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TRIGGER WARNING This episode involves a frank discussion regarding rape and other forms of sexual assault.On this episode, Meaghan Ybos talks about her experience interacting with police as a rape victim. She talks about current problems with the system and what can be done to make substantive improvements.  Meaghan is the co-founder and Executive Director of PERL. In 2003 at the age of sixteen, Meaghan was raped in Memphis.  She reported her rape to law enforcement and submitted to a forensic exam, but law enforcement did not investigate the case or test her rape kit until over nine years later. Meaghan strategically used her mishandled rape case to raise awareness about needed policy changes. In the course of this work, Meaghan further exposed over 12,000 untested rape kits in MPD storage.  In 2013 and 2014, over the Memphis mayor’s objections, Meaghan successfully persuaded the Memphis City Council to allocate over $3 million of its own tax revenue to cover the costs of investigating thousands of previously ignored rape cases connected to untested rape kits. In 2015, Meaghan and a group of lawyers and community organizers formed PERL which advocates for criminal justice reform and provides the community’s only peer support for people who have experienced sexual violence. She is also a contributing writer at The Appeal, part of the Harvard University School of Law’s Fair Punishment Project. Meaghan holds a BA in English from Rhodes College and a Juris Doctor from the University of Mississippi.  https://theappeal.org/i-was-raped-and-i-believe-the-brock-turner-sentence-is-a-success-story-fd571cb781ba-2/ https://theappeal.org/chanel-miller-brock-turner/On the Five-0 Podcast, co-hosts Randy Shrewsberry and Thomas Baker interview authors, activists, academics, practitioners, and individuals impacted by the U.S. criminal justice system - all with a focus on the problems we face and how we can change things for the better. Randy is the founder and current Executive Director of the Institute for Criminal Justice Training Reform. He’s a former police officer, Crash Reconstruction Investigator, and Certified Fire & Explosion Investigator. He has spent over 30 years in both the public and private sector criminal justice field and has attended basic police training in Ohio, South Carolina and Indiana as well as 100’s of advanced training in investigations as well as other specialized areas in law enforcement. Randy has been a lecturer on criminal justice matters and has been admitted as an expert in the State of California, State of South Carolina, and the State of Indiana in Criminal and Civil court. Thomas is a Pat Tillman Scholar and a Ph.D. student in the Department of Criminology and Criminal Justice at the University of Missouri-St. Louis. His research is dedicated to improving our understanding police related deaths and their social implications. He’s a U.S Army veteran and worked as a police officer for almost nine years. Thomas is also a member of the Board of Directors at the Institute for Criminal Justice Training Reform.   Support the show (https://www.trainingreform.org/donate)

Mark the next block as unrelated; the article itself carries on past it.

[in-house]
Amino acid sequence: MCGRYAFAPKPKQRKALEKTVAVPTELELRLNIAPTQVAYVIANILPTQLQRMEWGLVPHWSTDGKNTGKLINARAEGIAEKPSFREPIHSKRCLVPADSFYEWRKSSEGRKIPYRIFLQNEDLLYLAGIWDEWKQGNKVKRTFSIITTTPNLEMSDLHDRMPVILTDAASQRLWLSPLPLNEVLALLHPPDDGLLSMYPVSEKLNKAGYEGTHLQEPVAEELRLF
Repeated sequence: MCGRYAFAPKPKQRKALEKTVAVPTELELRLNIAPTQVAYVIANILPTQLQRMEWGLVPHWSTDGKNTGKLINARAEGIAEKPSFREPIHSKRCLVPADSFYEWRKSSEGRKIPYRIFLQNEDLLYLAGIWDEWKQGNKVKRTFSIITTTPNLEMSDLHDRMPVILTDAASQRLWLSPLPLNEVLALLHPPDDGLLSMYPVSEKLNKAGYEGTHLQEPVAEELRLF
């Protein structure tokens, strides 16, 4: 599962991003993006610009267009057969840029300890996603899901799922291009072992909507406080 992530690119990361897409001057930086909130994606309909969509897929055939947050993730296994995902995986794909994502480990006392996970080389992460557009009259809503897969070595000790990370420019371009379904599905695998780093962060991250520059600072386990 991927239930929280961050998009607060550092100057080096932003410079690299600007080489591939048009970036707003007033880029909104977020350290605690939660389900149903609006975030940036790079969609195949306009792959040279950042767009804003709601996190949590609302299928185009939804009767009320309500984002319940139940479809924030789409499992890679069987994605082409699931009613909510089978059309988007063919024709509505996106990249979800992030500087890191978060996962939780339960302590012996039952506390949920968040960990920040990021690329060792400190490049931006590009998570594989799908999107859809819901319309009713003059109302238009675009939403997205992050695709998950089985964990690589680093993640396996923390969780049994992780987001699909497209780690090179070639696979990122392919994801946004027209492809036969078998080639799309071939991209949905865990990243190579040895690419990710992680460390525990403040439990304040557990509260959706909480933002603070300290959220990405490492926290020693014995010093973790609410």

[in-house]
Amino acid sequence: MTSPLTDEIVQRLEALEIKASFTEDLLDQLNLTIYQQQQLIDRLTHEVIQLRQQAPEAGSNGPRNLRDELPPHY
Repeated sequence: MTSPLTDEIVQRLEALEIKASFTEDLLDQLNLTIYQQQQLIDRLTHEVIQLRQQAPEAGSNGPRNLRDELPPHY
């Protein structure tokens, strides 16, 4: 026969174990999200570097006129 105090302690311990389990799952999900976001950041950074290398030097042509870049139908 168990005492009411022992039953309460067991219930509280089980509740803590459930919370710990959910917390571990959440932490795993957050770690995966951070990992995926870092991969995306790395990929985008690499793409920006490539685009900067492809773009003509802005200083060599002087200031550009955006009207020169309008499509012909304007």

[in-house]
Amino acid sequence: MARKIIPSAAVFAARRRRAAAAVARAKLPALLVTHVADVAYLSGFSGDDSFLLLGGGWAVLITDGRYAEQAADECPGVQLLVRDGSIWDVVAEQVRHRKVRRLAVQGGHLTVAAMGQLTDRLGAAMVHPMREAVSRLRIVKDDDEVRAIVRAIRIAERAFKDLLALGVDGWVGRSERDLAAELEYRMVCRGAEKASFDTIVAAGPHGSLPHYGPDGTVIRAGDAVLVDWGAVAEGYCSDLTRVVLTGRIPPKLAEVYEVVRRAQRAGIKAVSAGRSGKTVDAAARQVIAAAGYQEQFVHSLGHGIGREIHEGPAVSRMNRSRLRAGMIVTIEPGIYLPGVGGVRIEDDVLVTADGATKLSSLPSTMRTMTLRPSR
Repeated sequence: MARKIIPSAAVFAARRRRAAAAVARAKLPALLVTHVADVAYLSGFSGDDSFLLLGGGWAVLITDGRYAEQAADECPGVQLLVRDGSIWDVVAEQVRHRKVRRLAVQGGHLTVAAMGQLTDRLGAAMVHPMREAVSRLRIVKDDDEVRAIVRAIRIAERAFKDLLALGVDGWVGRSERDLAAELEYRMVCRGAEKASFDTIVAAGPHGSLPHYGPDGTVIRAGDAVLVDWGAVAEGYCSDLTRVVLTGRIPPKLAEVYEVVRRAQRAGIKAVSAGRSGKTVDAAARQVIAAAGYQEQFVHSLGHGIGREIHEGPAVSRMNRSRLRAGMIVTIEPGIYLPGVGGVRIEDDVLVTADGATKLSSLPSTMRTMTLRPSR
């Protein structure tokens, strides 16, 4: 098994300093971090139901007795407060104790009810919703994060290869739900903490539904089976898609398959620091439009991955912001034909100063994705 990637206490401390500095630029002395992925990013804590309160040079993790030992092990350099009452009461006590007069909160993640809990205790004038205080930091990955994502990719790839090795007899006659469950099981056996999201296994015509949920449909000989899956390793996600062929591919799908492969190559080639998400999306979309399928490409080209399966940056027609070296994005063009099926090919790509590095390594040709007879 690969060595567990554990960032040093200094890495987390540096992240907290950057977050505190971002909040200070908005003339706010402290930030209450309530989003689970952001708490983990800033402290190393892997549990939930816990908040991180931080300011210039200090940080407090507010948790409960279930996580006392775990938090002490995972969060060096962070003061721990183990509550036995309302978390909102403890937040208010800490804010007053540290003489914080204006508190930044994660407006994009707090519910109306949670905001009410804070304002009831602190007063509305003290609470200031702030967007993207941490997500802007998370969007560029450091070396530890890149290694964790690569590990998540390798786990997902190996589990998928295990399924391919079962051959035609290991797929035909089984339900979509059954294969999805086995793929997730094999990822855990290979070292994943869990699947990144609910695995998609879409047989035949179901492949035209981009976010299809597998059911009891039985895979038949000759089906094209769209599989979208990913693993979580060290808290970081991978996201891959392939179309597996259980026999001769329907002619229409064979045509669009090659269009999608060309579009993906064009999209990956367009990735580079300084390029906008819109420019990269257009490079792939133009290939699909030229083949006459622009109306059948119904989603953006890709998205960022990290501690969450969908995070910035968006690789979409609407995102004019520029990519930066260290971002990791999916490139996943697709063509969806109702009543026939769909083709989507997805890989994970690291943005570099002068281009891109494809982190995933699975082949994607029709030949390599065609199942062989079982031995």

On this episode, Heather Taylor talks about navigating a career in policing as a woman of color. She discusses her youth in St. Louis, becoming an officer, the challenges the career presented, and what comes next in her life. Heather Taylor retired in October of 2020 from the St. Louis Metropolitan Police Department. She was the president of the Ethical Society of Police from February of 2015 - October 2020. Taylor currently serves as a consultant with the ESOP as the Business Manager and Spokesperson. Taylor was the night watch Homicide Sergeant with the Metropolitan Police Department, City of St. Louis (SLMPD). Taylor has also worked in Sex Crimes, Child Abuse, Police Academy Instructor, Juvenile; as well as undercover, in Anti-Crime and Crime Suppression. In 2016 and 2020, Taylor co-authored the Ethical Society of Police’s one hundred and fifteen-page and sixty-page Comprehensive Evaluation of the St. Louis Metropolitan Police Department. The evaluation detailed race-based issues in the community and internally with arrests, racial profiling, promotions, hiring, and discipline. Taylor has received twelve national and local awards for her humanitarian work as an officer/activist for police reform and for her advocacy for victims of violent crime. On the Five-0 Podcast, co-hosts Randy Shrewsberry and Thomas Baker interview authors, activists, academics, practitioners, and individuals impacted by the U.S. criminal justice system - all with a focus on the problems we face and how we can change things for the better. Randy is the founder and current Executive Director of the Institute for Criminal Justice Training Reform. He’s a former police officer, Crash Reconstruction Investigator, and Certified Fire & Explosion Investigator. He has spent over 30 years in both the public and private sector criminal justice field and has attended basic police training in Ohio, South Carolina and Indiana as well as 100’s of advanced training in investigations as well as other specialized areas in law enforcement. Randy has been a lecturer on criminal justice matters and has been admitted as an expert in the State of California, State of South Carolina, and the State of Indiana in Criminal and Civil court. Thomas is a Pat Tillman Scholar and a Ph.D. student in the Department of Criminology and Criminal Justice at the University of Missouri-St. Louis. His research is dedicated to improving our understanding police related deaths and their social implications. He’s a U.S Army veteran and worked as a police officer for almost nine years. Thomas is also a member of the Board of Directors at the Institute for Criminal Justice Training Reform. Support the show (https://www.trainingreform.org/donate)